Novak Djokovic's detention not hurting Australia's international reputation, Deputy PM says

Deputy Prime Minister Barnaby Joyce says the federal government's guidance on vaccine exemptions has been consistent. (ABC News: Matt Roberts)

The Deputy Prime Minister rebuffs the suggestion Australia's international reputation is being harmed by its detention of tennis world number one Novak Djokovic in an immigration hotel, as his government defends its decision to deport Djokovic in court.

Djokovic has been held in immigration detention in Melbourne for four nights after border officials determined the Serb did not meet the country's vaccination entry requirements.

The legal battle will begin in earnest at 10am, when the Federal Circuit and Family Court is due to hear Djokovic's challenge against the cancellation of his visa.

In its submissions, the federal government has argued Djokovic was not given any assurance that his exemption to enter Australia without being vaccinated would be accepted.

Djokovic's legal team said the Serbian player had an assessment from the home affairs department stating his responses on his travel declaration indicated he met the requirements for quarantine-free entry into the country.

Ahead of Monday's hearing, Deputy Prime Minister Barnaby Joyce said he would let the court do its job, but reiterated that Health Minister Greg Hunt had provided clear advice to Tennis Australia last year that having recently contracted COVID-19 was "not enough, you have to be double-vaccinated".

"It was black and white, clear as that in the letter, but I will let the court make their deliberations over it," Mr Joyce told Channel Seven.

Australia's handling of the issue has drawn international attention and hundreds of Djokovic fans have gathered daily in Serbia to protest against his detention.

Last week, the Serbian government called in Australia's ambassador to register its protest at the "inappropriate and inhumane" treatment of Djokovic.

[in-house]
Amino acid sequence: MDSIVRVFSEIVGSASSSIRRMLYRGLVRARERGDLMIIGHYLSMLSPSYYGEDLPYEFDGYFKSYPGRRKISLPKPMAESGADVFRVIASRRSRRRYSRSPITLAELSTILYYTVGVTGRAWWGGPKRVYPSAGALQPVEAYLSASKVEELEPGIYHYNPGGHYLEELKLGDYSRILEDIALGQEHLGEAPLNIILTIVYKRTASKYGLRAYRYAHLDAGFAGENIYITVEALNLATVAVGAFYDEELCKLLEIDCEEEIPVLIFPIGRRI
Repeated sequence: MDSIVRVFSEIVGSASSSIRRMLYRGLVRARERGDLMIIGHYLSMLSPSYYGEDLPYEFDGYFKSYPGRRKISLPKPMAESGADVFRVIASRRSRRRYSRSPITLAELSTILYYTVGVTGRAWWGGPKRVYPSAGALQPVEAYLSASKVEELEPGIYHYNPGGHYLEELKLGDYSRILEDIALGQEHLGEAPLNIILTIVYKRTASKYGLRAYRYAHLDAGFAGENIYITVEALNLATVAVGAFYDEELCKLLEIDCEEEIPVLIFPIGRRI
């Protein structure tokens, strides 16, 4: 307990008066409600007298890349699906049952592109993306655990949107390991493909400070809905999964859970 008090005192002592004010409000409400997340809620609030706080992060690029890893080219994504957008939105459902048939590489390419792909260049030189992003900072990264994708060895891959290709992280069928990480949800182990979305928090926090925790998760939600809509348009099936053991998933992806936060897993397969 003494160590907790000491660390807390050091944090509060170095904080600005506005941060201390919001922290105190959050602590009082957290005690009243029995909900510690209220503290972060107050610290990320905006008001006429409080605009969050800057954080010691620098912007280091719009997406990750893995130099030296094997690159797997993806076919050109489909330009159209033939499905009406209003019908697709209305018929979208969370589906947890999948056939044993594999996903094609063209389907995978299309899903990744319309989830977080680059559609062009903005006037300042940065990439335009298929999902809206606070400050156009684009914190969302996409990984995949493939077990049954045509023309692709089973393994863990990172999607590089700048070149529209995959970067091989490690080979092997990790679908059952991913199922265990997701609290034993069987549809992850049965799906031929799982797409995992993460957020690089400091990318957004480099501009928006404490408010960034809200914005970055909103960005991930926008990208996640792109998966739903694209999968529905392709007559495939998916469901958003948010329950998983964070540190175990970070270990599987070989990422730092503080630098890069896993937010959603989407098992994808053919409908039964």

Former tennis player Paul McNamee has also expressed concern over the situation, which he said could cost Australia its sporting reputation.

But Mr Joyce rejected the suggestion that Australia's reputation was being damaged.

"We'll do what's right and we will do what follows the process," he said.

"That's equivalent for all people, we are not making special exemptions for people because they're rich and famous, that's not how Australia works and it's certainly not the mail we are getting, Australians want everybody treated fairly but equally."

He said it was common practice for issues determining a person's entry into the country to be finalised upon arrival.

"We don't interview you when you get on the plane in Serbia, or when you get on the plane in New York, or London, or Paris," Mr Joyce said.

Prime Minister Scott Morrison said he would not comment any further given the matter was before the court.

Tennis Australia says it was given 'conflicting' information

On Sunday, Tennis Australia's CEO Craig Tiley said he still hoped to see Djokovic play at the Australian Open.

He also claimed his sporting body was provided with inconsistent information from different government agencies as it tried to help coordinate players' arrival into Australia.

"On the course of this journey, as the introduction of medical exemptions were proceeded with, there was plenty of contradictory information, plenty of conflicting information and we constantly were seeking clarity from day one," he said.

"All the information we had at the time, the knowledge we had at the time, was supplied to players."

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